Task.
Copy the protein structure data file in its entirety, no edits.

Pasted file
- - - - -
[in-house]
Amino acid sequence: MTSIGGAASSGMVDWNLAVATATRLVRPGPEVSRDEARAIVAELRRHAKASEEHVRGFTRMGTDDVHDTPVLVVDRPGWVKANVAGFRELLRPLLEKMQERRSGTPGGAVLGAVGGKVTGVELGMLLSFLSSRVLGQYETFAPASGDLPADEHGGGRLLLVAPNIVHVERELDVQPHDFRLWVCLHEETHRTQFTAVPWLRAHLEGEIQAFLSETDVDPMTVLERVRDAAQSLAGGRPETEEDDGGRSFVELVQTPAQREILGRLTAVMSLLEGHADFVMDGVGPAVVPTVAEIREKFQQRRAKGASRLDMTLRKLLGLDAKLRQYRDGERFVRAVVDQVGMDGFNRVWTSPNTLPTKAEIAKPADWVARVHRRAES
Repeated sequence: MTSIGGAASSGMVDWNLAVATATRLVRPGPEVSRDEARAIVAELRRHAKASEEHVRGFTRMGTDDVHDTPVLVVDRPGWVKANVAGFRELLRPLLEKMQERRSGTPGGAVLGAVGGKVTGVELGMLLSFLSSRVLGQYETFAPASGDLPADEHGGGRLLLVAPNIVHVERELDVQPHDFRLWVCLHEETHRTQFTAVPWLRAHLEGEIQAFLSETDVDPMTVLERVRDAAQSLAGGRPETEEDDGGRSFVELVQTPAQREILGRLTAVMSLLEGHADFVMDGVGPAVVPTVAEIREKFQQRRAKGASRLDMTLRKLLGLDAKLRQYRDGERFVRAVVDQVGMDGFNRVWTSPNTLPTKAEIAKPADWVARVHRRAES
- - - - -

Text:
[in-house]
Amino acid sequence: MTSIGGAASSGMVDWNLAVATATRLVRPGPEVSRDEARAIVAELRRHAKASEEHVRGFTRMGTDDVHDTPVLVVDRPGWVKANVAGFRELLRPLLEKMQERRSGTPGGAVLGAVGGKVTGVELGMLLSFLSSRVLGQYETFAPASGDLPADEHGGGRLLLVAPNIVHVERELDVQPHDFRLWVCLHEETHRTQFTAVPWLRAHLEGEIQAFLSETDVDPMTVLERVRDAAQSLAGGRPETEEDDGGRSFVELVQTPAQREILGRLTAVMSLLEGHADFVMDGVGPAVVPTVAEIREKFQQRRAKGASRLDMTLRKLLGLDAKLRQYRDGERFVRAVVDQVGMDGFNRVWTSPNTLPTKAEIAKPADWVARVHRRAES
Repeated sequence: MTSIGGAASSGMVDWNLAVATATRLVRPGPEVSRDEARAIVAELRRHAKASEEHVRGFTRMGTDDVHDTPVLVVDRPGWVKANVAGFRELLRPLLEKMQERRSGTPGGAVLGAVGGKVTGVELGMLLSFLSSRVLGQYETFAPASGDLPADEHGGGRLLLVAPNIVHVERELDVQPHDFRLWVCLHEETHRTQFTAVPWLRAHLEGEIQAFLSETDVDPMTVLERVRDAAQSLAGGRPETEEDDGGRSFVELVQTPAQREILGRLTAVMSLLEGHADFVMDGVGPAVVPTVAEIREKFQQRRAKGASRLDMTLRKLLGLDAKLRQYRDGERFVRAVVDQVGMDGFNRVWTSPNTLPTKAEIAKPADWVARVHRRAES